Is there a difference between how long fresh herbs and vegetables last if they are in a plastic bag or in the open? If it does, is there a break-down of which ones it does make a difference for - example: cilantro seems to get mushy very quickly in a bag but last for a week in the open, but scallions last much longer in a plastic bag and deflate almost immediately in the open.

3 Answers 3


It depends on the moisture content. If the vegetables are wet when put in they will get mildew and go soft faster because the water has no place to evaporate. This is made worse when leafy greens are put in bags since they have so many nooks and crannies to hold water, and they seep out their own moisture content because of the large surface area. Try drying off the veggies first or putting them through a salad spinner to get as much water out of them as possible.

  • 2
    If I use a bag I'll go for paper mostly as it seems to absorb moisture instead of trapping it in
    – NBenatar
    Commented Nov 30, 2010 at 16:48
  • Very true. I actually avoid buying lettuce at the market if the sprinklers have just gone off. Otherwise, drying things is a good idea. Except perhaps for carrots, they seem to actually do better with a bit of moisture trapped in - not sure how it effects longevity with regard to mold, etc.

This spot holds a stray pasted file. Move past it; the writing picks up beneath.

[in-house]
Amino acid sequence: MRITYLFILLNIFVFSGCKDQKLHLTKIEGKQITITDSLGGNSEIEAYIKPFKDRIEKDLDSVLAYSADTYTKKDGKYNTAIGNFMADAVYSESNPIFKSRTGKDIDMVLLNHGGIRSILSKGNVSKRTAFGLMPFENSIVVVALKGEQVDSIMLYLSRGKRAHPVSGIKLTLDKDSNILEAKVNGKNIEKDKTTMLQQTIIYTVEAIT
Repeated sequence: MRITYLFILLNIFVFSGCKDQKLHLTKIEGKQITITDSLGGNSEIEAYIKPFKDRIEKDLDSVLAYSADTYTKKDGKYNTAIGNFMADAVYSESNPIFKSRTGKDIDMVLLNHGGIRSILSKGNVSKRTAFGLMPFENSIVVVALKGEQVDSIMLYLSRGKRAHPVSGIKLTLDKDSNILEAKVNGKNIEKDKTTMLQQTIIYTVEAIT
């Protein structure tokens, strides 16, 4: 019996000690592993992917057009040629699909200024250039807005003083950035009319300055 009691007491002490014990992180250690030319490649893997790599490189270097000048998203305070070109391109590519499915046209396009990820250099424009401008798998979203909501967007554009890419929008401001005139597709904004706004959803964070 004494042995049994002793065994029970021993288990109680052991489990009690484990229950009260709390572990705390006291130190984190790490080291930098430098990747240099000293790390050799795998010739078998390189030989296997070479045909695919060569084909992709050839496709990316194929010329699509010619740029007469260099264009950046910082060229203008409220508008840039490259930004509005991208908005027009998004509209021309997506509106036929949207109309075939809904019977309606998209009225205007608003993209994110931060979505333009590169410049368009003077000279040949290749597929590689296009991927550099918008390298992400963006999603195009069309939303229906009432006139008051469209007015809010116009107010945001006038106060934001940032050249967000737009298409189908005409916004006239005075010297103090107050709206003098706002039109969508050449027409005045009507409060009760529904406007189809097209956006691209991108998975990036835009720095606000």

– zanlok
    Commented Dec 14, 2010 at 16:45

Drying herbs and lettuces before storing them in plastic is a good idea. You can also lay them in the bag on top of a paper towel if you aren't able to remove all the water droplets from those pesky nooks & crannies.

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    I go with wrapped in a paper towel, then put into a plastic bag, so there's still airflow around the herbs, and it'll absorb any moisture they might give off.
    – Joe
    Commented Nov 30, 2010 at 23:19

The optimal temperature for storing herbs is about 12 degrees Celsius, which is about 55 degrees Farenheit (53.6 actually).

If your counter top or pantry are near this temperature, then you shouldn't refrigerate your fresh herbs. If you must refrigerate them, they will give off moisture which will condense on the leaves and make them less fun. You can use a paper towel or such to capture the moisture so that it doesn't condense, but the leaves are still losing their moisture, making them less crunchy/upright and causing them either to wil or dry out completely.

Ultimately, the best is to just use them fresh.

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